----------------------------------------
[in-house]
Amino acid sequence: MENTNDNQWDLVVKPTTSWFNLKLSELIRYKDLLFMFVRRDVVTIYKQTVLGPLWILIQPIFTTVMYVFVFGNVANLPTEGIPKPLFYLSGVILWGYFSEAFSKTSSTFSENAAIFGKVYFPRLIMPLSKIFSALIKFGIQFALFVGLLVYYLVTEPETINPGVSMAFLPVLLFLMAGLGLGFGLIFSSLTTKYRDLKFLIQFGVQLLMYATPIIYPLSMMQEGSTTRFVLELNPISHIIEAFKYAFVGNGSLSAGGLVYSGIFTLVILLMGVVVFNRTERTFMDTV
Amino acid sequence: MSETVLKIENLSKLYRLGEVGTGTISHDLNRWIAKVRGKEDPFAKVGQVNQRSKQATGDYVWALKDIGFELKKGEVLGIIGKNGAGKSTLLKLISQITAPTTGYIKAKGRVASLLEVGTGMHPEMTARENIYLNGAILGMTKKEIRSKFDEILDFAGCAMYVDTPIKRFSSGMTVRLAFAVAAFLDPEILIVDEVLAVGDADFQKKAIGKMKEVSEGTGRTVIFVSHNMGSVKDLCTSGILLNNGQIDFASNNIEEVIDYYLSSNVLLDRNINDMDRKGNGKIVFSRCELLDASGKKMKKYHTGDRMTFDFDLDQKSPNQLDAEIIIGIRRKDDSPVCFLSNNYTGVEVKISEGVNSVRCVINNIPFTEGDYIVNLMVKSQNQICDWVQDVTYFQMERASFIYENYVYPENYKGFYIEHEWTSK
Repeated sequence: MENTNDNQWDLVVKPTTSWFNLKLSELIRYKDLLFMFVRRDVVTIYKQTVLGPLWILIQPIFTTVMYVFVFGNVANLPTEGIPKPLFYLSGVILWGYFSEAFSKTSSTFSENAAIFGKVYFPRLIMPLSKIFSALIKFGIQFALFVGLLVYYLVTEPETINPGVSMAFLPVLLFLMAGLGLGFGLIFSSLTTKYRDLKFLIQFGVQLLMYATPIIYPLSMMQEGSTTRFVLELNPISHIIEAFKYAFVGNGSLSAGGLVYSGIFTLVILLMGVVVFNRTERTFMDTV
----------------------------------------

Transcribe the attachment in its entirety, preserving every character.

[in-house]
Amino acid sequence: MENTNDNQWDLVVKPTTSWFNLKLSELIRYKDLLFMFVRRDVVTIYKQTVLGPLWILIQPIFTTVMYVFVFGNVANLPTEGIPKPLFYLSGVILWGYFSEAFSKTSSTFSENAAIFGKVYFPRLIMPLSKIFSALIKFGIQFALFVGLLVYYLVTEPETINPGVSMAFLPVLLFLMAGLGLGFGLIFSSLTTKYRDLKFLIQFGVQLLMYATPIIYPLSMMQEGSTTRFVLELNPISHIIEAFKYAFVGNGSLSAGGLVYSGIFTLVILLMGVVVFNRTERTFMDTV
Amino acid sequence: MSETVLKIENLSKLYRLGEVGTGTISHDLNRWIAKVRGKEDPFAKVGQVNQRSKQATGDYVWALKDIGFELKKGEVLGIIGKNGAGKSTLLKLISQITAPTTGYIKAKGRVASLLEVGTGMHPEMTARENIYLNGAILGMTKKEIRSKFDEILDFAGCAMYVDTPIKRFSSGMTVRLAFAVAAFLDPEILIVDEVLAVGDADFQKKAIGKMKEVSEGTGRTVIFVSHNMGSVKDLCTSGILLNNGQIDFASNNIEEVIDYYLSSNVLLDRNINDMDRKGNGKIVFSRCELLDASGKKMKKYHTGDRMTFDFDLDQKSPNQLDAEIIIGIRRKDDSPVCFLSNNYTGVEVKISEGVNSVRCVINNIPFTEGDYIVNLMVKSQNQICDWVQDVTYFQMERASFIYENYVYPENYKGFYIEHEWTSK
Repeated sequence: MENTNDNQWDLVVKPTTSWFNLKLSELIRYKDLLFMFVRRDVVTIYKQTVLGPLWILIQPIFTTVMYVFVFGNVANLPTEGIPKPLFYLSGVILWGYFSEAFSKTSSTFSENAAIFGKVYFPRLIMPLSKIFSALIKFGIQFALFVGLLVYYLVTEPETINPGVSMAFLPVLLFLMAGLGLGFGLIFSSLTTKYRDLKFLIQFGVQLLMYATPIIYPLSMMQEGSTTRFVLELNPISHIIEAFKYAFVGNGSLSAGGLVYSGIFTLVILLMGVVVFNRTERTFMDTV